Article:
Can we talk? There’s a problem that I’d like to share with you. It’s not one that I can fix, but maybe you can.
Since I’ve been at Central Seminary, the Lord has permitted me to occupy many pulpits. I’ve enjoyed visiting the churches, getting to know the people, and fellowshipping with new congregations. In some cases I’ve been invited to return to those churches many times, and the relationship has grown deeper each time.
The truth is that I would be willing to donate my time and efforts to help God’s people. My income from the seminary meets my expenses and even allows me a bit extra. I don’t need extra income from itinerant ministry to pay the bills. I would never turn a church down for meetings just because the congregation was unable to pay me.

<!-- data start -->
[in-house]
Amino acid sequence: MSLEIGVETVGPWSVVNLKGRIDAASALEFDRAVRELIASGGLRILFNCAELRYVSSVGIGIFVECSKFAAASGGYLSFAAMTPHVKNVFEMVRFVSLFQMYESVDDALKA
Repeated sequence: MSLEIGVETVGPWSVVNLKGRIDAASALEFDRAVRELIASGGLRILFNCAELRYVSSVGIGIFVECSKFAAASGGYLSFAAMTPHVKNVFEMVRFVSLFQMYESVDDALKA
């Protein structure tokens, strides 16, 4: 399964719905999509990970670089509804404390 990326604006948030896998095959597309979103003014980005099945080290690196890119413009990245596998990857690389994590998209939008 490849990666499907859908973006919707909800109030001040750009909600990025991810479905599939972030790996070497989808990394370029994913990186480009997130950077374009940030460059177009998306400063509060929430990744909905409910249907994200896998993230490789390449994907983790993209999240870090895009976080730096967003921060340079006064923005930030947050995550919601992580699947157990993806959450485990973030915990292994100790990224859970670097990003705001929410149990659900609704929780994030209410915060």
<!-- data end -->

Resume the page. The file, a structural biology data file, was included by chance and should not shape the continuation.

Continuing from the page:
In fact, there have been times when I have not been paid. Sometimes the pastor has explained that the church just can’t afford to give me anything—and that’s fine with me. Other times I’ve agreed that the church’s giving should go to some other project. There have also been occasions when the church has given me nothing but the pastor hasn’t told me anything about it. When that happens, I find myself faced with dilemma: should I say something to the pastor or shouldn’t I? On the one hand, I don’t want to sound mercenary. On the other hand, the lapse could be the result of an unfortunate oversight, an administrative bumble, or (just possibly) dishonesty. I’ve known of situations in which some crooked church fiduciary would skim the honoraria for guest speakers, counting on the speakers not to complain. Well, I wouldn’t complain—but if the pastor says nothing and no honorarium appears within a month or two, I will ask him what his intention was.